In an effort to encourage the married folks, Amber and I have decided to fight the good fight a bit more publicly. To that end, we started writing letters to each other on Mondays.
After our first round, Scott and Joy Bennett agreed to join in. Scott suggested that this week’s letters address our “secret fantasies… about the future” and I immediately jumped on the idea, thinking that an exercise in projection might reveal a thing or two. Amber and I decided to write our letters as if we were thirty-four years into the future (obligatory nod to the Sage). After you read this letter, check out Amber’s. Then MAKE SURE to visit Joy and Scott and see what they offered!
I remember thirty-four like it was yesterday. I sat at that old wrought iron table outside writing an email to someone. I can’t quite remember the addressee now because at sixty-eight you learn to forget a thing or two. In any event, I was watching the boys climb the wood pile when you came out and told me that you were heading to Wal-Mart for some eggs or something. It was a relatively mild day—for January that is—and you were wearing my fleece jacket. I asked you whether you really intended to wear my fleece jacket, and you told me not to worry. “I’m not going to roll around in spaghetti sauce,” you said. Then you offered a wry smile and climbed into the car.
You’ve always known how to put me in my place. I’ve always loved it.
When we were in our thirties, I dreamed about being in our sixties. I fantasized of a quiet house, relative peace and quiet. I figured an empty nest would mean waking to a late alarm clock, listening to Miles Davis records, cooking egg-beater omelets, and back porch bird watching. I figured we would have grown up, slowed down. But the truth is, you like Nirvana more today than you did as a teenager—you’ve now grown to admit that you’ve always had a crush on Kurt Cobain. I haven’t outgrown a good waffle with powdered sugar and Canadian maple syrup, either. We still prefer listening to the college kids play bluegrass at the Farmer’s Market to bird watching. Cardinals and wood ducks are glorious, but not as glorious as a fiddle in the hands of bold young woman.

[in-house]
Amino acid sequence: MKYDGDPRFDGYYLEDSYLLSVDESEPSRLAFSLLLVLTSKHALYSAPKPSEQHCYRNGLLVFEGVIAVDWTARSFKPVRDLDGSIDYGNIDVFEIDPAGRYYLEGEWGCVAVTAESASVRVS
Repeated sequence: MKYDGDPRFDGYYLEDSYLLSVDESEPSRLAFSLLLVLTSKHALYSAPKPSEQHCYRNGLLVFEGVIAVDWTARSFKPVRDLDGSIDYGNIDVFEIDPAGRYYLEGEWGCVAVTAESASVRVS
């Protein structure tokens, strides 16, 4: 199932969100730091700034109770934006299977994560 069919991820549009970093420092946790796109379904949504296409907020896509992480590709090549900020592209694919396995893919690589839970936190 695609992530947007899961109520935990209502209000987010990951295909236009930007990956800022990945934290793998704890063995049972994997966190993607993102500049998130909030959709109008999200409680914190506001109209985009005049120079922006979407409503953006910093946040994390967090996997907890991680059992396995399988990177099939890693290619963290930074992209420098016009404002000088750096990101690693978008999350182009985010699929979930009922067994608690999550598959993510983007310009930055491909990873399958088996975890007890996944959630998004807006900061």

When I was in my thirties, I thought maturity meant growing up, changing tastes. Now I think that maturity means remembering how to stay young, how to savor the flavors of youth. We’ve figured that out, I think. Sometimes I think that we’re just better versions of who we were back then.
I also reckon that I have less to say these days. When I was in my thirties, I used to think that I would ooze marital wisdom in my sixties. Now, the only wisdom I can muster is to say that we’re all broken. But the beauty is, you and I like each other’s brand of broken. In our sixties, we don’t feel obligated to fix each other. That’s what good grace does. It teaches you to suffer the poor in spirit, to suffer your spouse. So now, we speak less and pray more. We’ve found that to be the best advice to give young couples.
I hope that we have another twenty years together, but that’s not likely. I should probably tell you now that I’ve always liked you. I should tell you that I wouldn’t trade the difficulty of the early years for the freedom of the later ones. I should tell you that morning coffee with you has always been the best part of my day. And I should tell you to wear my fleeces a bit more. Leave the smell of your perfume on them. I won’t immediately run them through the wash like I used to. Instead, I’ll let the scent linger, let it rise like the prayers of a mystic, like the incense of two co-mingled lives well lived.
Here’s to Advil and Patty Griffin,
Now it’s your turn. Write a letter to your spouse. You don’t have to publish it online (but if you do drop back in and leave a link). You might just hand write it and give it to her/him over dinner or before bed. Marriage is a tough thing. Fight hard to preserve yours.